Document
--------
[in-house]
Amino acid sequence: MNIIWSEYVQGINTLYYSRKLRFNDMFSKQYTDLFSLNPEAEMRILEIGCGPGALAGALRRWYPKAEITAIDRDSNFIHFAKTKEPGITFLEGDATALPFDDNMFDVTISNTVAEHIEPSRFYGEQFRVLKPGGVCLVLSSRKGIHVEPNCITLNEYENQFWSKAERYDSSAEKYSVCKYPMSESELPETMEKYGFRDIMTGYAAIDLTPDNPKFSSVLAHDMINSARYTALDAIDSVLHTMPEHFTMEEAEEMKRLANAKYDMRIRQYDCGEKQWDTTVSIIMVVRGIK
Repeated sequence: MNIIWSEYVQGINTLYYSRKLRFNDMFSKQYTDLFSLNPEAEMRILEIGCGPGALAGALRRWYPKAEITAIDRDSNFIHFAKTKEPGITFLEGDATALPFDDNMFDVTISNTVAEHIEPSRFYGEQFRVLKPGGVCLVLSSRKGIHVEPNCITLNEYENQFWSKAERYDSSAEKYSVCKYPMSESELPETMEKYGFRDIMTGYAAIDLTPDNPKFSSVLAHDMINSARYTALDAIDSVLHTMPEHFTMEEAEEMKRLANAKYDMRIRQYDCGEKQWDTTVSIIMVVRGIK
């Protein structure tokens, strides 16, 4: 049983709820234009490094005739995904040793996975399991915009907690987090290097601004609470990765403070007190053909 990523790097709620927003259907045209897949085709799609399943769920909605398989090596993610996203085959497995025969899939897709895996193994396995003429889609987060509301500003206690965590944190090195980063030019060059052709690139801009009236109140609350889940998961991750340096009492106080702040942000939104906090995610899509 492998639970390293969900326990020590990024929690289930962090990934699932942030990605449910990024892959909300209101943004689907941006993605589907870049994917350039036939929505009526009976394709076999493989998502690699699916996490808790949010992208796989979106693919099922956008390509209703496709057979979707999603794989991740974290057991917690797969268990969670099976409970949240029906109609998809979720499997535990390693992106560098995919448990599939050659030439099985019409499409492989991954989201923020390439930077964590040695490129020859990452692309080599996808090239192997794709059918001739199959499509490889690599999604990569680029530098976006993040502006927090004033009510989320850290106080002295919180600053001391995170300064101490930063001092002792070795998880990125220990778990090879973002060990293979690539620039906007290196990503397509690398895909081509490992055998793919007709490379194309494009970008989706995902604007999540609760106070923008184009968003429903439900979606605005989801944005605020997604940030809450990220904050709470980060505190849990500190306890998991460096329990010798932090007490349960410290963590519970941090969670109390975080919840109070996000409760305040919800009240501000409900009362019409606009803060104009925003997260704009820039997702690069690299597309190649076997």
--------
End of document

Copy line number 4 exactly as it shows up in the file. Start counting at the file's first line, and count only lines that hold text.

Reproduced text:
């Protein structure tokens, strides 16, 4: 049983709820234009490094005739995904040793996975399991915009907690987090290097601004609470990765403070007190053909 990523790097709620927003259907045209897949085709799609399943769920909605398989090596993610996203085959497995025969899939897709895996193994396995003429889609987060509301500003206690965590944190090195980063030019060059052709690139801009009236109140609350889940998961991750340096009492106080702040942000939104906090995610899509 492998639970390293969900326990020590990024929690289930962090990934699932942030990605449910990024892959909300209101943004689907941006993605589907870049994917350039036939929505009526009976394709076999493989998502690699699916996490808790949010992208796989979106693919099922956008390509209703496709057979979707999603794989991740974290057991917690797969268990969670099976409970949240029906109609998809979720499997535990390693992106560098995919448990599939050659030439099985019409499409492989991954989201923020390439930077964590040695490129020859990452692309080599996808090239192997794709059918001739199959499509490889690599999604990569680029530098976006993040502006927090004033009510989320850290106080002295919180600053001391995170300064101490930063001092002792070795998880990125220990778990090879973002060990293979690539620039906007290196990503397509690398895909081509490992055998793919007709490379194309494009970008989706995902604007999540609760106070923008184009968003429903439900979606605005989801944005605020997604940030809450990220904050709470980060505190849990500190306890998991460096329990010798932090007490349960410290963590519970941090969670109390975080919840109070996000409760305040919800009240501000409900009362019409606009803060104009925003997260704009820039997702690069690299597309190649076997």